Managed Care Organization
Week 5 discussion
In the United States, managed care is becoming an increasingly popular method of administering healthcare. It influences the clinical behavior of providers, as it combines the payment and delivery of healthcare into a single system, the purpose of which is to control the cost, quality, and access of healthcare services for a single bracket of health plan enrollees (Scutchfield, Lee, & Patton, 1997).
Yet, managed care often evokes strong or negative reactions from healthcare providers because they are paid a fixed amount for treating their patients, regardless of the actual cost, which may influence their level of efficiency. This can challenge the relationships between doctors and patients (Claxton, Rae, Panchal, Damico, & Lundy, 2012; Sekhri, 2000).
Research managed care’s inception and study some examples. Be sure to investigate the perspectives about managed care from the vantage of both healthcare providers and patients. You can use the following keywords for your research—United States managed care, history of managed care, and managed care timeline.
Based on your research, answer the following questions:
- Summarize the history of when, how, and why managed care was developed.
- Define and discuss each type of managed care organization (MCO)—health maintenance organization (HMO), preferred provider organization (PPO), and point of sale (POS).
- Explain the positive and negative aspects, respectively, of managed care organization from the provider’s point of view—a physician and a healthcare facility—and from a patient’s point of view.
- Explain the three types of incentives for providers for efficiency in the delivery of healthcare services. Explain who bears the financial risk—the provider, the patient, or the managed care organization.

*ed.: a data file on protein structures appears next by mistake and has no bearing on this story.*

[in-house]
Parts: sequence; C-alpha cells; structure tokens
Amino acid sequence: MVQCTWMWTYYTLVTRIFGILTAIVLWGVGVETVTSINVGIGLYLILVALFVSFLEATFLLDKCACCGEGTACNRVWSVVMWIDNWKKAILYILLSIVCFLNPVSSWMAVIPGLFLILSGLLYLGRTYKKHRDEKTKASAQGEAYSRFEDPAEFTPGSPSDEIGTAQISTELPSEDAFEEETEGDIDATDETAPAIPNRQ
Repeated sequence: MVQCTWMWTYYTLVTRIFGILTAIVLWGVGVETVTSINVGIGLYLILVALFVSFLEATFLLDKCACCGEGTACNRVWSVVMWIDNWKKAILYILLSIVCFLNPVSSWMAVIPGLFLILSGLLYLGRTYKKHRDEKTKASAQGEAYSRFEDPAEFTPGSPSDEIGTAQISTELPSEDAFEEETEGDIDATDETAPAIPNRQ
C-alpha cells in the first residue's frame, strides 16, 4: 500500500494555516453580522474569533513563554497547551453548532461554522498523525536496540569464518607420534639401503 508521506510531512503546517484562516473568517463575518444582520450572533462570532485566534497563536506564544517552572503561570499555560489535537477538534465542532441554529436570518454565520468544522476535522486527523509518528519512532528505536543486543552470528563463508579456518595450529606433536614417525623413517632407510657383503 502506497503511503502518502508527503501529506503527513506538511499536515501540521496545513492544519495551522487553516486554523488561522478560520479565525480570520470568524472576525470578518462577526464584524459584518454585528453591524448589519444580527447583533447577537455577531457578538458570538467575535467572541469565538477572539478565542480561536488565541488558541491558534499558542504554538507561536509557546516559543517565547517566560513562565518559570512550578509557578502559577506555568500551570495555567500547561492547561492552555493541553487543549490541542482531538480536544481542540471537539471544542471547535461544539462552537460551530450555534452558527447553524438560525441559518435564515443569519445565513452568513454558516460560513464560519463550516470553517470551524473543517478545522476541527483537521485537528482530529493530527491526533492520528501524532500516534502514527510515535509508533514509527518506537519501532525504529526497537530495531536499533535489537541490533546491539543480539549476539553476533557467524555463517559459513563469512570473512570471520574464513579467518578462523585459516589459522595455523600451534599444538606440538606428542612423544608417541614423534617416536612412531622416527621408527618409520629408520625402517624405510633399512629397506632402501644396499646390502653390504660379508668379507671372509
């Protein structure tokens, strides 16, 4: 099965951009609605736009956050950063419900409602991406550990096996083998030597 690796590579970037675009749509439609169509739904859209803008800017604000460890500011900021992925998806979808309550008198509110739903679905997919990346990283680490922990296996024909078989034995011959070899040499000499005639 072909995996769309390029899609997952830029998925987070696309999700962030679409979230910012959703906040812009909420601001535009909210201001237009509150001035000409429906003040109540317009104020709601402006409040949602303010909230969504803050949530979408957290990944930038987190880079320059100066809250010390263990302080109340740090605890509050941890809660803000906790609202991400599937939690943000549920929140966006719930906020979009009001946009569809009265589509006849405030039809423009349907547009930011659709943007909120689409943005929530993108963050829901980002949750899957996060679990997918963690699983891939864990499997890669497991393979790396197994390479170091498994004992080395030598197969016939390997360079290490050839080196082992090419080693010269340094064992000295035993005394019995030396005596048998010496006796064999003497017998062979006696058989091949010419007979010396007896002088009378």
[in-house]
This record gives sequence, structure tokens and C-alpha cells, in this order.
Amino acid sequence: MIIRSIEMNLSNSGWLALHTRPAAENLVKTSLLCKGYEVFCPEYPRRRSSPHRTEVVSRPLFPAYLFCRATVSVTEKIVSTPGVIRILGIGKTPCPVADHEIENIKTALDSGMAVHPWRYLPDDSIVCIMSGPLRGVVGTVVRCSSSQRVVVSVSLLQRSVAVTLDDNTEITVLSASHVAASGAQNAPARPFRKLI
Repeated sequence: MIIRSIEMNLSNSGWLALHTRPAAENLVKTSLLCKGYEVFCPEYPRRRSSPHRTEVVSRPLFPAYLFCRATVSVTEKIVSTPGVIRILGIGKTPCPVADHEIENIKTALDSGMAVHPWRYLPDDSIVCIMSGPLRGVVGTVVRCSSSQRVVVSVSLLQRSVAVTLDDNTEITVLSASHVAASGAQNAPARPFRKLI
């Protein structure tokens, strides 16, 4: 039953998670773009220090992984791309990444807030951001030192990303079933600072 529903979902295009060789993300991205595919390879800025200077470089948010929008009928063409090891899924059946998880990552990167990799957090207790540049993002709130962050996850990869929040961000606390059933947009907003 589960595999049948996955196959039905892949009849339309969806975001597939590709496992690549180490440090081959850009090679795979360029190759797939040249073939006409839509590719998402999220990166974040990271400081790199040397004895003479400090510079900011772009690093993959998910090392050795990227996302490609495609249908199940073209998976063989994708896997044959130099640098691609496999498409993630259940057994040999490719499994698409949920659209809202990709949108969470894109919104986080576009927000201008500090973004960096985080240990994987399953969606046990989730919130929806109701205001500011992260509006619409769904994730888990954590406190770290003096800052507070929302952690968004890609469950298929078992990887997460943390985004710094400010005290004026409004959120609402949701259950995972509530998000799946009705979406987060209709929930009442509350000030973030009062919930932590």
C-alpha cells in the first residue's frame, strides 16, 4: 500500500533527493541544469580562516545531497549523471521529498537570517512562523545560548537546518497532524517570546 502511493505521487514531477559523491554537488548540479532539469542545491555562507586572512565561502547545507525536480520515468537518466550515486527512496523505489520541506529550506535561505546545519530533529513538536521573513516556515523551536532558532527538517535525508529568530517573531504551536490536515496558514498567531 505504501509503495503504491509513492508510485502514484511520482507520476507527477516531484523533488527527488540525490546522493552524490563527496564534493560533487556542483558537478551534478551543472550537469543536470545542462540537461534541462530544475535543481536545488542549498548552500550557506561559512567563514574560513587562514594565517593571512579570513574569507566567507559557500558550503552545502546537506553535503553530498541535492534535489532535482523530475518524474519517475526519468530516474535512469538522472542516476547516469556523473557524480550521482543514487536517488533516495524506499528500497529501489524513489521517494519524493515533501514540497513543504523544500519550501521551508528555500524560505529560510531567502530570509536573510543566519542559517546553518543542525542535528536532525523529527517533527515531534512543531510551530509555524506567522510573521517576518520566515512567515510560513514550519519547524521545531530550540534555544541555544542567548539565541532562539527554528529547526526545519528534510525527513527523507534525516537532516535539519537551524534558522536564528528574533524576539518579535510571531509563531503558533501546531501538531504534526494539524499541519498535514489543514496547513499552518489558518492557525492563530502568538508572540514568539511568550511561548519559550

- Offer your recommendations, to accept or decline, for patients considering managed care health plans, with your rationale for each.
- Claxton, G., Rae, M., Panchal, N., Damico, A., & Lundy, J. (2012). Employer Health Benefits Annual 2012 Survey. Retrieved from http://ehbs.kff.org/pdf/2012/8345.pdf
- Sekhri, N. K. (2000). Managed care: The US experience. Retrieved from http://www. who.int/bulletin/archives/78%286%29830.pdf
- Scutchfield F. D., Lee, J., & Patton, D. (1997). Managed care in the United States. Journal of Public Health Medicine, 19(3), 251–254. Retrieved from http://jpubhealth.oxfordjournals.org/content/19/3/251.full.pdf
To support your work, use your course and textbook readings and also use the South University Online Library. As in all assignments, cite your sources in your work and provide references for the citations in APA format.
- Your assignment should be addressed in an 8- to 10-page document.
- Submit your documents to the Submissions Area by the due date assigned.
Summarize the History of When, How, and Why Managed Care was Developed
Managed care involves health insurance contracts between care providers and insurance providers to reduce the cost of care services provided to the patients covered by the insurance companies. The insurance company and healthcare providers get into agreements/contracts where the care provider will offer specific services at a lower cost, and in return, the insurance company will limit the options of the insured to the care provider who signed the contract. The history of managed care organizations traces back to the early 20th century. Although the concept of managed care became widespread in the 1970s, following the passing of the health maintenance organization act of 1973, the history of managed care can be traced back to the early 20th century. In 1910, the western clinic in Tacoma, Washington, started to provide a broad range of medical services to lumber mill owners and their employees in return for a premium payment of $0.50 monthly. The ensured maintained flow of patients and constant revenues for the clinic. In 1929, a rural farmer’s cooperative health plan was initiated by DR. Shadid, where the participating farmer bought shares for $50 each to raise capital for hospital construction, and in return, they were offered medical services at a reduced cost (Newbrander & Eichler, 2018).